I like to sharpen my own tools and what are the chances the last person to use it would touch it up after use . Drills are different, as well as sanders because they don't require the same amount of upkeep as planes and chisels. Even hammers are kind of personal. I don't like to go to use my finishing hammer to find the face all dented because someone used it to flatten a piece of metal. I went to use the block plane in the shop one day to find that someone had sharpened it on the belt sander. I supply all the tools but the journeymen I employ all still use their own tools.



From contributor K:
My employer supplies all tools, work clothes (including laundry), safety shoes (one pair a year ), and safety glasses.


From contributor R:
I supply all tools as there isnít an excuse for not getting things done. However it does bother me when I buy a new nailer and someone drops it on the floor and breaks the safety tip or gets glue all over it. Or they watch the spring from a pair of wise grips go shooting across the shop and donít retrieve it or they donít oil the air tools and wonder why they stop working. Anyway I supply all the tools in the shop. Installers must have all of their own tools.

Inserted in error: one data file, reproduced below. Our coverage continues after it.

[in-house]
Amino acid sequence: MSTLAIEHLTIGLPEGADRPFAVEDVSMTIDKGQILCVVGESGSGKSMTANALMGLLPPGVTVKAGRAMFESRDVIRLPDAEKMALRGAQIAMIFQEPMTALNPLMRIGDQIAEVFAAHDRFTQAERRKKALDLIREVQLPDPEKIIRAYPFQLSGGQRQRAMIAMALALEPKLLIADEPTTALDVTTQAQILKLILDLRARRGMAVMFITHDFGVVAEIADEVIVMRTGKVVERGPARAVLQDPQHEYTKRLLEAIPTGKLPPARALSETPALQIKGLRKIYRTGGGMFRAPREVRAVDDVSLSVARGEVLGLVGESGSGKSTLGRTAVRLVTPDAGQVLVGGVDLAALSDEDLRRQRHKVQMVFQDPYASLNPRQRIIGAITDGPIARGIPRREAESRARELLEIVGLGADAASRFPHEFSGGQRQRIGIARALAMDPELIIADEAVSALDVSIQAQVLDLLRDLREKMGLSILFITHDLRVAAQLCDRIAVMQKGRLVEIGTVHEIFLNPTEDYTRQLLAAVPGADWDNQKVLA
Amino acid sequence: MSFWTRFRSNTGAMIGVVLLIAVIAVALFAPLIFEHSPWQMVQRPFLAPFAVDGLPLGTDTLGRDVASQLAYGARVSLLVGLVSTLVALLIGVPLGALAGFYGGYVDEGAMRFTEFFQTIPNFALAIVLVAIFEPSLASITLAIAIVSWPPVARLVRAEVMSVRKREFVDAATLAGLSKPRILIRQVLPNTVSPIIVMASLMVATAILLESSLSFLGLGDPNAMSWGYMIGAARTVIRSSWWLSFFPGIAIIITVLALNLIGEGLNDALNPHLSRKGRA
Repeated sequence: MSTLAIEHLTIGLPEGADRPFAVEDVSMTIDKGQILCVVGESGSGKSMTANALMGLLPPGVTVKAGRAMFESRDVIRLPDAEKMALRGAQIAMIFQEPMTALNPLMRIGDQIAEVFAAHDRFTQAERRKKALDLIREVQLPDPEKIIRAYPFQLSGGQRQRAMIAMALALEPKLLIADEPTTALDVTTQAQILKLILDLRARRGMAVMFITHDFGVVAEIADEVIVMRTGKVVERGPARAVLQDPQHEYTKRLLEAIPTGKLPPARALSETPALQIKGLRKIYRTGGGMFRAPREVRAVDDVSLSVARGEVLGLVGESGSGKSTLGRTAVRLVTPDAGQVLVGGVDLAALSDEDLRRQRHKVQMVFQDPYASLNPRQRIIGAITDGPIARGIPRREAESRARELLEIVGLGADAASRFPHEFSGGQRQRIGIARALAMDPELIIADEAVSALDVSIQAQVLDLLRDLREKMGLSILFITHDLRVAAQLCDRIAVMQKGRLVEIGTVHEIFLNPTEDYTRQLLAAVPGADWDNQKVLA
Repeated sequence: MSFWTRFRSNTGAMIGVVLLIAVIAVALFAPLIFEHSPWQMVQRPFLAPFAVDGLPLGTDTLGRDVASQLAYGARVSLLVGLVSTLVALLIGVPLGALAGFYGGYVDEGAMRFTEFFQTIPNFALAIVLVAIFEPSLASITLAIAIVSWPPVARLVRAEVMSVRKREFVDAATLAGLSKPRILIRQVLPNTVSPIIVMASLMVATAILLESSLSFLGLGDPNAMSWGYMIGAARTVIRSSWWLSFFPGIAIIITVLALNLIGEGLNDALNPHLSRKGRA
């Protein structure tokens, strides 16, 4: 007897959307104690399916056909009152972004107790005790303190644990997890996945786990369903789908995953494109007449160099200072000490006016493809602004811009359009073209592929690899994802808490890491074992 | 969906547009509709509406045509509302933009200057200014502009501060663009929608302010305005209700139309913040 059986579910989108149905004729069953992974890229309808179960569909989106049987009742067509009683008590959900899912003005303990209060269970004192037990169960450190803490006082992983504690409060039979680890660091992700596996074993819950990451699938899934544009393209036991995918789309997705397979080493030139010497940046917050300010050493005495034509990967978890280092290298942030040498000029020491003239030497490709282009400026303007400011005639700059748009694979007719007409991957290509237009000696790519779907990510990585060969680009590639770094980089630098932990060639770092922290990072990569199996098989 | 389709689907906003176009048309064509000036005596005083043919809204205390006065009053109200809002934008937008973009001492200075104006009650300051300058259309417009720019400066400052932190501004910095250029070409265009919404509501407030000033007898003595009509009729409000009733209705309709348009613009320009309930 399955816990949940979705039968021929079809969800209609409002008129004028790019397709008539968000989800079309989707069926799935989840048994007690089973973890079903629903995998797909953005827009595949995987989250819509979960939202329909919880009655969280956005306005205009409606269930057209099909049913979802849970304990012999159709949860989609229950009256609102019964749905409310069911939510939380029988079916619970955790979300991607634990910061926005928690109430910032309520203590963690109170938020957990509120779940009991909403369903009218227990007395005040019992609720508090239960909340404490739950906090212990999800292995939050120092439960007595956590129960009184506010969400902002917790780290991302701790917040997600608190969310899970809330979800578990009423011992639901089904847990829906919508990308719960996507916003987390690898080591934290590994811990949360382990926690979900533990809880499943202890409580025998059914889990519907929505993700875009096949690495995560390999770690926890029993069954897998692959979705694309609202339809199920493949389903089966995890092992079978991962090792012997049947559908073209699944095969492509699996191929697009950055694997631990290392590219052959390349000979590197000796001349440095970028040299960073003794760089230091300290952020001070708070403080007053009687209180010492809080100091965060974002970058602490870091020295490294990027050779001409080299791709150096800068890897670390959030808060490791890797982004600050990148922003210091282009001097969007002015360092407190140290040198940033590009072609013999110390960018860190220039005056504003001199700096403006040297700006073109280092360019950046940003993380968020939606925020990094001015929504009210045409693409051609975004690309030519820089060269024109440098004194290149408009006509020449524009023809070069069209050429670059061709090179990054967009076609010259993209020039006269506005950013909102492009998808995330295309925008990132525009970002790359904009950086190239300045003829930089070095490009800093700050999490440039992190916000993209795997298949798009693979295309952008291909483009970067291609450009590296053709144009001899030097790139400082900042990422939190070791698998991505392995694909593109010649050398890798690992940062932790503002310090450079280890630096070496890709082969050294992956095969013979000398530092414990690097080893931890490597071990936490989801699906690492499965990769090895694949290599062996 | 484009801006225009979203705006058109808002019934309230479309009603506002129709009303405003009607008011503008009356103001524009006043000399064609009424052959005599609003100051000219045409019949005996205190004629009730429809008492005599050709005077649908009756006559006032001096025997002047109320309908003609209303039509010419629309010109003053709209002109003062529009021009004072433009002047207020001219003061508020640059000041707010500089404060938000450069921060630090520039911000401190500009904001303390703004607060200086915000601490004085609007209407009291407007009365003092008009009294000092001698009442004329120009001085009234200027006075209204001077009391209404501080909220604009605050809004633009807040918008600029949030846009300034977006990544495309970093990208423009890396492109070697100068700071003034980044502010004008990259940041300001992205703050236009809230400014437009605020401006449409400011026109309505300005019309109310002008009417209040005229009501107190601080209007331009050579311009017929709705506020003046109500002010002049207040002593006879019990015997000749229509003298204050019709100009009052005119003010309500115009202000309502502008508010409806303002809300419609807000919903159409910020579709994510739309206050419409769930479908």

From contributor V:
I have always supplied all the tools our guys use. They are not mechanics so they donít need to supply tools. I want a quality job done in a reasonable time. So I make sure they have what they need.


From contributor A:
In the twenty person cabinet shop in the Pacific Northwest that I work at employees supply all their own hand tools and a cordless drill. When I started the boss gave me a list of required tools. The cost to me is probably $500 for the tools.

A residential contractor friend of mine is moving toward giving his employees a list of tools to buy and a check to purchase them. The employee gets to keep the tools if they stay with the company. His idea is that the worker will take care of the tool better if he owns it. The contractor also gets to ensure the quality of the tools and that his crew is fully outfitted for the job.